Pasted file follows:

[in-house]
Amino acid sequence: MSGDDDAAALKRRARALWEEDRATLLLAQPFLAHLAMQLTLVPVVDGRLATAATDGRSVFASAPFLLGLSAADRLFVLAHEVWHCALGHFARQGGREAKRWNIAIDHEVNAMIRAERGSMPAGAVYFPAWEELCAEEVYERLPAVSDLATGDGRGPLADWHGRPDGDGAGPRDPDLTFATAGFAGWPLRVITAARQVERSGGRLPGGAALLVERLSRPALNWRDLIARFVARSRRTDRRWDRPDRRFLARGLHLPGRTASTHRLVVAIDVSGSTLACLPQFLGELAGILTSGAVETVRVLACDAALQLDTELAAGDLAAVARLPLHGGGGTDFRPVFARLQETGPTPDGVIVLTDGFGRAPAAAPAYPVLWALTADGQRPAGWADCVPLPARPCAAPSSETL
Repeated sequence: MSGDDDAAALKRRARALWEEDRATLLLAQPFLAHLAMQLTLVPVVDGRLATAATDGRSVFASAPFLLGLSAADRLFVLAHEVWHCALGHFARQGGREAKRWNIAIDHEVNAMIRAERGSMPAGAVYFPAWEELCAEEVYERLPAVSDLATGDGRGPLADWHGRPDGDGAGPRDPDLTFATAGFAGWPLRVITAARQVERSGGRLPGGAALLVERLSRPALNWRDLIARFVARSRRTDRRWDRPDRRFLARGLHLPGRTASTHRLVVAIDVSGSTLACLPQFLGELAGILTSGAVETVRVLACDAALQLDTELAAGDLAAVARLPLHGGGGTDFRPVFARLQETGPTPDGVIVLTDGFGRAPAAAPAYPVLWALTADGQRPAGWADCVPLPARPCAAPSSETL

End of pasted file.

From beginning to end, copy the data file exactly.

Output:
[in-house]
Amino acid sequence: MSGDDDAAALKRRARALWEEDRATLLLAQPFLAHLAMQLTLVPVVDGRLATAATDGRSVFASAPFLLGLSAADRLFVLAHEVWHCALGHFARQGGREAKRWNIAIDHEVNAMIRAERGSMPAGAVYFPAWEELCAEEVYERLPAVSDLATGDGRGPLADWHGRPDGDGAGPRDPDLTFATAGFAGWPLRVITAARQVERSGGRLPGGAALLVERLSRPALNWRDLIARFVARSRRTDRRWDRPDRRFLARGLHLPGRTASTHRLVVAIDVSGSTLACLPQFLGELAGILTSGAVETVRVLACDAALQLDTELAAGDLAAVARLPLHGGGGTDFRPVFARLQETGPTPDGVIVLTDGFGRAPAAAPAYPVLWALTADGQRPAGWADCVPLPARPCAAPSSETL
Repeated sequence: MSGDDDAAALKRRARALWEEDRATLLLAQPFLAHLAMQLTLVPVVDGRLATAATDGRSVFASAPFLLGLSAADRLFVLAHEVWHCALGHFARQGGREAKRWNIAIDHEVNAMIRAERGSMPAGAVYFPAWEELCAEEVYERLPAVSDLATGDGRGPLADWHGRPDGDGAGPRDPDLTFATAGFAGWPLRVITAARQVERSGGRLPGGAALLVERLSRPALNWRDLIARFVARSRRTDRRWDRPDRRFLARGLHLPGRTASTHRLVVAIDVSGSTLACLPQFLGELAGILTSGAVETVRVLACDAALQLDTELAAGDLAAVARLPLHGGGGTDFRPVFARLQETGPTPDGVIVLTDGFGRAPAAAPAYPVLWALTADGQRPAGWADCVPLPARPCAAPSSETL